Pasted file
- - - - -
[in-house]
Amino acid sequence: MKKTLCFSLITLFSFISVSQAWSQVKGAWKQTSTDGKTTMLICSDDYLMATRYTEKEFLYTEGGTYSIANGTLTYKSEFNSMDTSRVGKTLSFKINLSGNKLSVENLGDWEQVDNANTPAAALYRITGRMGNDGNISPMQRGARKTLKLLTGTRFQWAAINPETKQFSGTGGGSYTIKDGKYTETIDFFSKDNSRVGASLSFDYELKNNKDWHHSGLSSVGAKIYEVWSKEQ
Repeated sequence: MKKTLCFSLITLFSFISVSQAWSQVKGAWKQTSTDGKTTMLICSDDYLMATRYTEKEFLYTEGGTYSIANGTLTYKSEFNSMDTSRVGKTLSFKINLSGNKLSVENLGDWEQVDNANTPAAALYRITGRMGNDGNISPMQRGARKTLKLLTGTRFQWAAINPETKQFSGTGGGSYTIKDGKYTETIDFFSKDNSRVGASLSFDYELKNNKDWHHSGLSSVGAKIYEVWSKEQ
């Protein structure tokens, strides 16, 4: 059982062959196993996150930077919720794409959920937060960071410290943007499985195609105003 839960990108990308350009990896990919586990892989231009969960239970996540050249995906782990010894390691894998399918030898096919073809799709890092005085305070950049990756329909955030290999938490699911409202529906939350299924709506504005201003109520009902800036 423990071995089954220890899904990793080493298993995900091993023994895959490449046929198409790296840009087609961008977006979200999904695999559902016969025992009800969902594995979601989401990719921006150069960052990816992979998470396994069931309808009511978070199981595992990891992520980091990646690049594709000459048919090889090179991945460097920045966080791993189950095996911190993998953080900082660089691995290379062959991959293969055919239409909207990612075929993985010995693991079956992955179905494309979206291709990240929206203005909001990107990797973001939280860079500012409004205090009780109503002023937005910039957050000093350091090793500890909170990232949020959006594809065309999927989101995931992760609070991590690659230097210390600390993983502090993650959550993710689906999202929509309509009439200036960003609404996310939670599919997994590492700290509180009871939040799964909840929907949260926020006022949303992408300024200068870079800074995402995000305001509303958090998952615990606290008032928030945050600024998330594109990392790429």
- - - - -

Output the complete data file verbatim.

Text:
[in-house]
Amino acid sequence: MKKTLCFSLITLFSFISVSQAWSQVKGAWKQTSTDGKTTMLICSDDYLMATRYTEKEFLYTEGGTYSIANGTLTYKSEFNSMDTSRVGKTLSFKINLSGNKLSVENLGDWEQVDNANTPAAALYRITGRMGNDGNISPMQRGARKTLKLLTGTRFQWAAINPETKQFSGTGGGSYTIKDGKYTETIDFFSKDNSRVGASLSFDYELKNNKDWHHSGLSSVGAKIYEVWSKEQ
Repeated sequence: MKKTLCFSLITLFSFISVSQAWSQVKGAWKQTSTDGKTTMLICSDDYLMATRYTEKEFLYTEGGTYSIANGTLTYKSEFNSMDTSRVGKTLSFKINLSGNKLSVENLGDWEQVDNANTPAAALYRITGRMGNDGNISPMQRGARKTLKLLTGTRFQWAAINPETKQFSGTGGGSYTIKDGKYTETIDFFSKDNSRVGASLSFDYELKNNKDWHHSGLSSVGAKIYEVWSKEQ
């Protein structure tokens, strides 16, 4: 059982062959196993996150930077919720794409959920937060960071410290943007499985195609105003 839960990108990308350009990896990919586990892989231009969960239970996540050249995906782990010894390691894998399918030898096919073809799709890092005085305070950049990756329909955030290999938490699911409202529906939350299924709506504005201003109520009902800036 423990071995089954220890899904990793080493298993995900091993023994895959490449046929198409790296840009087609961008977006979200999904695999559902016969025992009800969902594995979601989401990719921006150069960052990816992979998470396994069931309808009511978070199981595992990891992520980091990646690049594709000459048919090889090179991945460097920045966080791993189950095996911190993998953080900082660089691995290379062959991959293969055919239409909207990612075929993985010995693991079956992955179905494309979206291709990240929206203005909001990107990797973001939280860079500012409004205090009780109503002023937005910039957050000093350091090793500890909170990232949020959006594809065309999927989101995931992760609070991590690659230097210390600390993983502090993650959550993710689906999202929509309509009439200036960003609404996310939670599919997994590492700290509180009871939040799964909840929907949260926020006022949303992408300024200068870079800074995402995000305001509303958090998952615990606290008032928030945050600024998330594109990392790429």